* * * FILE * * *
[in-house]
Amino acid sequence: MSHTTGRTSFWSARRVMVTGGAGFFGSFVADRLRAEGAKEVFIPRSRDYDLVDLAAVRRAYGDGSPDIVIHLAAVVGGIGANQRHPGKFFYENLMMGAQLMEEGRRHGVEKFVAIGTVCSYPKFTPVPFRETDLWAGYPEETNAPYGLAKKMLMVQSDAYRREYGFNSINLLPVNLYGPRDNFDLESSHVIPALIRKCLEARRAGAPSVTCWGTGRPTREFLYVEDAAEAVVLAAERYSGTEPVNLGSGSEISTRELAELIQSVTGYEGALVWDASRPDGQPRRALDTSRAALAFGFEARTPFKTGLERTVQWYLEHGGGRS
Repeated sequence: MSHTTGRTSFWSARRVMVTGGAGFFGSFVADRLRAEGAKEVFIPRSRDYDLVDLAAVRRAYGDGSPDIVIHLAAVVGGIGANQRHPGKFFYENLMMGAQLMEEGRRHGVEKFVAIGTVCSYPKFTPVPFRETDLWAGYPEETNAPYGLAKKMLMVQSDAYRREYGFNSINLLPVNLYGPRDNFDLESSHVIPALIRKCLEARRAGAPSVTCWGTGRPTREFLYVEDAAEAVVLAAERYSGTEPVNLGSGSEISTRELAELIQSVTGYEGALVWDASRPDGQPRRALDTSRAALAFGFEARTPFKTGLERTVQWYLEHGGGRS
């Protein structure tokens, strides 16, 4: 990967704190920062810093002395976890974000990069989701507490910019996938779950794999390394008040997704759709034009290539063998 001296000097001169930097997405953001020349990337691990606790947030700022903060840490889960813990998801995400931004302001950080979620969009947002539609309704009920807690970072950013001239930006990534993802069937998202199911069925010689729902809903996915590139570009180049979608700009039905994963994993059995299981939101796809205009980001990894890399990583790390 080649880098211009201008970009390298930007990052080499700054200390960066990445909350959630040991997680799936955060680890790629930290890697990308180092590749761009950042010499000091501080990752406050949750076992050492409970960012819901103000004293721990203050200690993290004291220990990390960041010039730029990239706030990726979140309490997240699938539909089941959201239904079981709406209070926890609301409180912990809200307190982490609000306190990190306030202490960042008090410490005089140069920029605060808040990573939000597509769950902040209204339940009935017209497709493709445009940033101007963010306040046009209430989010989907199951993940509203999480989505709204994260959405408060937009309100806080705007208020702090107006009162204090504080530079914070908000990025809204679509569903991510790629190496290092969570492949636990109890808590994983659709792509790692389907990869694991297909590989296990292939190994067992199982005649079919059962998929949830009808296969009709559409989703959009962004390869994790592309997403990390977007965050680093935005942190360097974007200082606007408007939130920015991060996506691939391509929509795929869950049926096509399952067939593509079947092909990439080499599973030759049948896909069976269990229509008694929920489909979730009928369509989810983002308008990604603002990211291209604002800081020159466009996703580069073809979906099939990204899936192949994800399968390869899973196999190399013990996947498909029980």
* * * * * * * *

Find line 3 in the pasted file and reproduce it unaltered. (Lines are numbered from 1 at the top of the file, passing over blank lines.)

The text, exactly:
Repeated sequence: MSHTTGRTSFWSARRVMVTGGAGFFGSFVADRLRAEGAKEVFIPRSRDYDLVDLAAVRRAYGDGSPDIVIHLAAVVGGIGANQRHPGKFFYENLMMGAQLMEEGRRHGVEKFVAIGTVCSYPKFTPVPFRETDLWAGYPEETNAPYGLAKKMLMVQSDAYRREYGFNSINLLPVNLYGPRDNFDLESSHVIPALIRKCLEARRAGAPSVTCWGTGRPTREFLYVEDAAEAVVLAAERYSGTEPVNLGSGSEISTRELAELIQSVTGYEGALVWDASRPDGQPRRALDTSRAALAFGFEARTPFKTGLERTVQWYLEHGGGRS